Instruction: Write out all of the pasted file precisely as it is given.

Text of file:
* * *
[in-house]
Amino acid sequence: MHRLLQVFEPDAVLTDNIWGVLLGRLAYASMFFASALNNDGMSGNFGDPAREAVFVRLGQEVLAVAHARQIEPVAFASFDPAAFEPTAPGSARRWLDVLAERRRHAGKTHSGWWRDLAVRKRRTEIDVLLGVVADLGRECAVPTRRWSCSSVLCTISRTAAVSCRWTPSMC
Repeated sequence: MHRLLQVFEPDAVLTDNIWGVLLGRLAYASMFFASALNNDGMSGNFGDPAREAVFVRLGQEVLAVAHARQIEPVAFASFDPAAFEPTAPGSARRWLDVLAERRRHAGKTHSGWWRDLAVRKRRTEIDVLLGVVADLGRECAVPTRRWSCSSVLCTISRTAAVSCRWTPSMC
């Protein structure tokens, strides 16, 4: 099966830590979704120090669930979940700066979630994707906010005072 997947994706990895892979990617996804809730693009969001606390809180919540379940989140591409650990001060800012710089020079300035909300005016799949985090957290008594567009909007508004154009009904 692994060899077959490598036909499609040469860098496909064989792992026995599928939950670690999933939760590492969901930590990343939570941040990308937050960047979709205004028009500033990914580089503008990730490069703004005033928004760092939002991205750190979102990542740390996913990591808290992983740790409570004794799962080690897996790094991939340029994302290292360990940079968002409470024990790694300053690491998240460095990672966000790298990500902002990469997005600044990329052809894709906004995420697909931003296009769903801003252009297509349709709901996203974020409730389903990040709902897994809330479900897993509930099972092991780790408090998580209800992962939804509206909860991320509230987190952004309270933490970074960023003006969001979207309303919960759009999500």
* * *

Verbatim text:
[in-house]
Amino acid sequence: MHRLLQVFEPDAVLTDNIWGVLLGRLAYASMFFASALNNDGMSGNFGDPAREAVFVRLGQEVLAVAHARQIEPVAFASFDPAAFEPTAPGSARRWLDVLAERRRHAGKTHSGWWRDLAVRKRRTEIDVLLGVVADLGRECAVPTRRWSCSSVLCTISRTAAVSCRWTPSMC
Repeated sequence: MHRLLQVFEPDAVLTDNIWGVLLGRLAYASMFFASALNNDGMSGNFGDPAREAVFVRLGQEVLAVAHARQIEPVAFASFDPAAFEPTAPGSARRWLDVLAERRRHAGKTHSGWWRDLAVRKRRTEIDVLLGVVADLGRECAVPTRRWSCSSVLCTISRTAAVSCRWTPSMC
């Protein structure tokens, strides 16, 4: 099966830590979704120090669930979940700066979630994707906010005072 997947994706990895892979990617996804809730693009969001606390809180919540379940989140591409650990001060800012710089020079300035909300005016799949985090957290008594567009909007508004154009009904 692994060899077959490598036909499609040469860098496909064989792992026995599928939950670690999933939760590492969901930590990343939570941040990308937050960047979709205004028009500033990914580089503008990730490069703004005033928004760092939002991205750190979102990542740390996913990591808290992983740790409570004794799962080690897996790094991939340029994302290292360990940079968002409470024990790694300053690491998240460095990672966000790298990500902002990469997005600044990329052809894709906004995420697909931003296009769903801003252009297509349709709901996203974020409730389903990040709902897994809330479900897993509930099972092991780790408090998580209800992962939804509206909860991320509230987190952004309270933490970074960023003006969001979207309303919960759009999500």